The Use of Lighter Materials To Reduce Vehicle Weight
Vehicle manufacturers (VMs) are driven by the need to reduce the weight of the vehicles they produce, which, in tandem with improved aerodynamics and low rolling resistance, allows them to reduce the emissions they emit and the fuel they consume. Many new models are now managing to return savings up to 40kg, mainly through the use of lighter materials and this includes their steering and suspension components, where the use of aluminium and hybrid reinforced plastics is growing in popularity.
This trend is not just confined to aluminium wishbones and arms, but now even extends to components such as tie rod ends, which since 2016 have been used on the Renault Mégane, for example. Although individually not a huge saving, as each is only 250grams lighter than the previous part, there are of course, two per vehicle and so combined with similar savings from suspension arms and stabiliser links and-the-like, the weight savings soon add up.
Although VMs are also moving towards solid rear axles, this time for cost reduction reasons, there has been an increase in the use of multilink/independent rear suspension and some of the most popular arms are now therefore, rear track rod arms. Generally speaking these are relatively simple in design and employ bushes rather than ball joints. However, these bushes often cannot be replaced because they are either not available separately or it is not practical/cost effective to replace them, which means the whole arm has to be renewed.
Another development that has affected the aftermarket concerns the nuts that are required for these components, not just those included in fitting kits, but the ones used for numerous arms and tie rod ends, that are now explicitly specified for the application or are designed for single use and once removed, should therefore be discarded. Many of these nuts are of unique design and some come with steel inserts, making them a far cry from their standard, Nyloc equivalents. In fact, some cannot be successfully removed at all and need to be sawn off.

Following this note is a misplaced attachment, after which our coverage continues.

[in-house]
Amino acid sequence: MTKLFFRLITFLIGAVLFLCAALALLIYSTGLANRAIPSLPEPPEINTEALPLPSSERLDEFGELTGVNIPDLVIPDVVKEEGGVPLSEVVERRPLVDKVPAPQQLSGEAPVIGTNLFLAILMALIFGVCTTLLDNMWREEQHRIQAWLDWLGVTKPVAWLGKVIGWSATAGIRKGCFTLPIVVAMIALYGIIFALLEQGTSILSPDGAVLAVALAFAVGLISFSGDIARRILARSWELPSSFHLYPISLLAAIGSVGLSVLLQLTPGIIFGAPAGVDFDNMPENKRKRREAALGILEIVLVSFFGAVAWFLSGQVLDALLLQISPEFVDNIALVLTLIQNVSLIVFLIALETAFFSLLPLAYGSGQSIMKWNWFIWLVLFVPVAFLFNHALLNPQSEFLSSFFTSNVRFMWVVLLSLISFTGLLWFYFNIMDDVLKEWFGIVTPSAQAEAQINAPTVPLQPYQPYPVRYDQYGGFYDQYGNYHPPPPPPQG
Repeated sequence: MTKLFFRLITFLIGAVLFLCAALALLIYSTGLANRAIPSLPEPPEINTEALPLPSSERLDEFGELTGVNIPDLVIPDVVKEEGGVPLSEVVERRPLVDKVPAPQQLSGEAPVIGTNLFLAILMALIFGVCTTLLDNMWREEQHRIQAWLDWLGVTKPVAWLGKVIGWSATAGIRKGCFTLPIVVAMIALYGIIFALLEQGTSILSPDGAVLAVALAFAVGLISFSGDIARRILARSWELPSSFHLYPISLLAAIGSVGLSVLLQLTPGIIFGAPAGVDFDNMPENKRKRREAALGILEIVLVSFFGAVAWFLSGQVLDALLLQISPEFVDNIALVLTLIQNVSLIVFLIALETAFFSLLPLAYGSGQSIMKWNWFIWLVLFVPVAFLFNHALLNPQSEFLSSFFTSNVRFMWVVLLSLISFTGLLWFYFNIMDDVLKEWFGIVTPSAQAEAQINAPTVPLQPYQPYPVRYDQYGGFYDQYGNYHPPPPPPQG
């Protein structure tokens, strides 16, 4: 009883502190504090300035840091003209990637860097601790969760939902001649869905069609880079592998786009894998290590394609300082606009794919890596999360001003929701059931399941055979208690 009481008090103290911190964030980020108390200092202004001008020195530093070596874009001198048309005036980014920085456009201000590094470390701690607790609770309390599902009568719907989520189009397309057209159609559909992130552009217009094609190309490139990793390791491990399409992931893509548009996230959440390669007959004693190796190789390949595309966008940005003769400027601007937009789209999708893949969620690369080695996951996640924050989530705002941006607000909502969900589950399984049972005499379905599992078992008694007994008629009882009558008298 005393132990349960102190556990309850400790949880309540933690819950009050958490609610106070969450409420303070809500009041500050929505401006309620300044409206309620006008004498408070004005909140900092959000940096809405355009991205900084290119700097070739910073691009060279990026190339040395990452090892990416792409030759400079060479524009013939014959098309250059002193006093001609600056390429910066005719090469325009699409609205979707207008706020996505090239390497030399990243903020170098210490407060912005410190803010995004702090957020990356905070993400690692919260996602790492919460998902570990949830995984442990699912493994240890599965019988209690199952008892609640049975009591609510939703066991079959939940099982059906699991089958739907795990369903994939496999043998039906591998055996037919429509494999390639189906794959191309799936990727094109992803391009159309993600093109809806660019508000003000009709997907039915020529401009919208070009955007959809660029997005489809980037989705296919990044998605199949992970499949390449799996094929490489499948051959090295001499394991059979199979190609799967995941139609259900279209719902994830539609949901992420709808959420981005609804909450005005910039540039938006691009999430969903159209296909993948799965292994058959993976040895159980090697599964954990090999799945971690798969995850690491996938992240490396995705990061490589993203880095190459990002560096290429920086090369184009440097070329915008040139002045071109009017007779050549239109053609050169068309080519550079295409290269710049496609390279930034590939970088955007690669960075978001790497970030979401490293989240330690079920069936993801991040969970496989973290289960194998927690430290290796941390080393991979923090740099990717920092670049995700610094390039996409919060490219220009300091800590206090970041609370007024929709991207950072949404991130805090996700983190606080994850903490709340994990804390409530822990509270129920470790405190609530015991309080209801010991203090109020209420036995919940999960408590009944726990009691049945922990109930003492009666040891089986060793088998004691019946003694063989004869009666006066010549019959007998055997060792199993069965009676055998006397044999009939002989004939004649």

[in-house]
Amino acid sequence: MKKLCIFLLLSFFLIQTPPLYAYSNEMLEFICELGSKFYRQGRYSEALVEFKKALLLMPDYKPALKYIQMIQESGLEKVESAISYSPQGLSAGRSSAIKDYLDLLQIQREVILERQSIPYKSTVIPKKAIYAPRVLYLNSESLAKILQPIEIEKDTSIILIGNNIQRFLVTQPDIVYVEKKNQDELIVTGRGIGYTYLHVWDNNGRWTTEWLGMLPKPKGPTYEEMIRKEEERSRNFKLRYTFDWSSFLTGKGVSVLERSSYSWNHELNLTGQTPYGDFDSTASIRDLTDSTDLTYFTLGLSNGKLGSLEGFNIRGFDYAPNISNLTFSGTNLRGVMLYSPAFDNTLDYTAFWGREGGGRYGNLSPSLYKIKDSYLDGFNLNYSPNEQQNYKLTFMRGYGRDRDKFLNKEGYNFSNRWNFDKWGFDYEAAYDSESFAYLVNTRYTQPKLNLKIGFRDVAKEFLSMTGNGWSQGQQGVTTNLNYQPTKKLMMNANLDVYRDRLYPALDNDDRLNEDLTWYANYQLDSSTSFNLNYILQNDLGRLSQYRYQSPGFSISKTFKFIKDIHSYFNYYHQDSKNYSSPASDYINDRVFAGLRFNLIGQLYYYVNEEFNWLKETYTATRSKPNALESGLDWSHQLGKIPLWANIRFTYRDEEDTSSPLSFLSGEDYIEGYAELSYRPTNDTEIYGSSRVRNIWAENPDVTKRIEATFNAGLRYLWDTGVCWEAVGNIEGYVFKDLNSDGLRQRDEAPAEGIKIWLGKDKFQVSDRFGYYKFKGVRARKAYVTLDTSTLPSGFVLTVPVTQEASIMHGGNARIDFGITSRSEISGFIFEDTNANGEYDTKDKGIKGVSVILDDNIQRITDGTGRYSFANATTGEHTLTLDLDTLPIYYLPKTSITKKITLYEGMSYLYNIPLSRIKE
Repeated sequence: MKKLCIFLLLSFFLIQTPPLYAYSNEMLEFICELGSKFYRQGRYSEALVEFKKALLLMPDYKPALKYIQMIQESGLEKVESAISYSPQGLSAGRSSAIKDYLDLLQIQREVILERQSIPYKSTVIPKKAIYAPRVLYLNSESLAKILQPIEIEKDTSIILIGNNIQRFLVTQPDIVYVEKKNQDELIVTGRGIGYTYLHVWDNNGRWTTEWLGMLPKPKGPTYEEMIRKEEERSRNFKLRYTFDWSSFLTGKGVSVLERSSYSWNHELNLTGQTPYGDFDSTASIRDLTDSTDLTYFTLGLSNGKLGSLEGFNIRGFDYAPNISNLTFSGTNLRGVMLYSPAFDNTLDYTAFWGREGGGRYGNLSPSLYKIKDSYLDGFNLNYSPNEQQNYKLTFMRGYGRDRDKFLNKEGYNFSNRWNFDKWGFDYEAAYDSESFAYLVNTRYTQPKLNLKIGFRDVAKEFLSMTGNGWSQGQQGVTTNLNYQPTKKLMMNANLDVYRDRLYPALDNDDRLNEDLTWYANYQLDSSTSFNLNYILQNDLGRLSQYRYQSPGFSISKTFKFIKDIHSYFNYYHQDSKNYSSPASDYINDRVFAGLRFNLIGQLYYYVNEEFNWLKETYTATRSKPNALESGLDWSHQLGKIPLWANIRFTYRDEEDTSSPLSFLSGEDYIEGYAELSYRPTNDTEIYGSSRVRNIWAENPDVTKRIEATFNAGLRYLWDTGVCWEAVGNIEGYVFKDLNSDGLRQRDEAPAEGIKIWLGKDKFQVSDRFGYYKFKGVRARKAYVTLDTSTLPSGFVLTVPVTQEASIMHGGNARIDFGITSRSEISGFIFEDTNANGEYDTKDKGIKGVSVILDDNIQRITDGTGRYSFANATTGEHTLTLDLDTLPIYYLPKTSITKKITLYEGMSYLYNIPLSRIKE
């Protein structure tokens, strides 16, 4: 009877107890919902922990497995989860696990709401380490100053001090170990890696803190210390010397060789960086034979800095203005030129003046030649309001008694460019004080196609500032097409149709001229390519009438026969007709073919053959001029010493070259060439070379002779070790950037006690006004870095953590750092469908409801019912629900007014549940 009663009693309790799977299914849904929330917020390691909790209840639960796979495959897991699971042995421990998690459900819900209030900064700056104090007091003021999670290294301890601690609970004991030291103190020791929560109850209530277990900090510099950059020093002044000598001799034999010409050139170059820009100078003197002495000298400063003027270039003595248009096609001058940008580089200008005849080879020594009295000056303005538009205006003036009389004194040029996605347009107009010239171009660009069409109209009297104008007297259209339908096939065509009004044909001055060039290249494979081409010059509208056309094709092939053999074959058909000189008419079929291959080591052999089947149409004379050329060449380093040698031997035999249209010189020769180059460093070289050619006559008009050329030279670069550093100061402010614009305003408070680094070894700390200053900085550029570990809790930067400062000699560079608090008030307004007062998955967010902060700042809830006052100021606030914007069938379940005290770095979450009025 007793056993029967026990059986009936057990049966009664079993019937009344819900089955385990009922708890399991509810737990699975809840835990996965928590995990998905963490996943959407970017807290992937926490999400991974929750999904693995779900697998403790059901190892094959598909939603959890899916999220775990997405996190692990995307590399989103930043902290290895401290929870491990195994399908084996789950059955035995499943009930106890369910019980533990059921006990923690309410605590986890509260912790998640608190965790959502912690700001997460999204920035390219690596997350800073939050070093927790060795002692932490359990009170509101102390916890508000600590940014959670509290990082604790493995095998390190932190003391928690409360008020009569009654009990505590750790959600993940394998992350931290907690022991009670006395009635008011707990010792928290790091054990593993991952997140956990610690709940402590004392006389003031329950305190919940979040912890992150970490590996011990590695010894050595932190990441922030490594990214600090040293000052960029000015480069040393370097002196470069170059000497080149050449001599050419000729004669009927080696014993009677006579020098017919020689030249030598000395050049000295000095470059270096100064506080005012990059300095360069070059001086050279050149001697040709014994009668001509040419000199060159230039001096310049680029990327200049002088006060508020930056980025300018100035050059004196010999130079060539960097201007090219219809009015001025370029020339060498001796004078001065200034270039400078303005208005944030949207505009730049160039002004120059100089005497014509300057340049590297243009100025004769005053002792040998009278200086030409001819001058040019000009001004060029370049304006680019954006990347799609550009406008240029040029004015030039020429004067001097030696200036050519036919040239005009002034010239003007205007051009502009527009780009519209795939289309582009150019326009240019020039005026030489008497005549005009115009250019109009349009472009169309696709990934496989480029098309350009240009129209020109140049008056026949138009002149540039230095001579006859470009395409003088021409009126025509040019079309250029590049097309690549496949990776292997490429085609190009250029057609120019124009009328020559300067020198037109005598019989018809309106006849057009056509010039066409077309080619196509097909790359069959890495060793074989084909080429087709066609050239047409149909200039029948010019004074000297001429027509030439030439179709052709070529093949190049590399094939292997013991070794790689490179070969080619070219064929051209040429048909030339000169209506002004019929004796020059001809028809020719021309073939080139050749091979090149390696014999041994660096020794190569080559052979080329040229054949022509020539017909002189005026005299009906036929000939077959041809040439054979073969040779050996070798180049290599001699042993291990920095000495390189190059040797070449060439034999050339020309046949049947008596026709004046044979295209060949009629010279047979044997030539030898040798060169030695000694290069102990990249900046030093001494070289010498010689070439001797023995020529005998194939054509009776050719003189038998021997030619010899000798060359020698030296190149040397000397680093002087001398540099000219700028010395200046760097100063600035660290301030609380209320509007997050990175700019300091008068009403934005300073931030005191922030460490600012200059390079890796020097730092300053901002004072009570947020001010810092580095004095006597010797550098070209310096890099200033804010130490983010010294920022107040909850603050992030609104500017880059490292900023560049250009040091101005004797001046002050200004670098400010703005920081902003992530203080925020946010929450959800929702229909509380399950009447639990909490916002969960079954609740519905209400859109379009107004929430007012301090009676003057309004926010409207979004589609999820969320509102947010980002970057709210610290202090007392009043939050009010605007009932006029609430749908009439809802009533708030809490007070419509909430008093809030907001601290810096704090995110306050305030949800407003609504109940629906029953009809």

Irrespective of the material used or their individual design, workshops can rely on the replacement steering and suspension components supplied by First Line, which will always be a direct replacement with the original component and therefore reflect the materials used for each application, to provide technicians with the premium quality part they need when changing these safety critical items. Plus, when it comes to First Line/Borg & Beck’s wishbones, stabiliser links and ball joints, all the necessary fittings, such as the nuts and bolts, are supplied as standard. That way technicians can be assured that they will have everything they need to complete the job, without having to pay any extra.
As a leading supplier in the steering and suspension sector, the company is always among the first with new-to-range additions and naturally many of these new products will be of the most up-to-date design, including the aforementioned Renault Megane Aluminium Tie Rod Ends FTR5998/9. Other notable new-to-range references include the suspension arms to fit the Vauxhall/Opel Astra VII/K 2015> FCA7576/7, and the top strut mounting to fit multiple VAG applications including A3, Leon, Golf and Octavia 2012> FSM5485.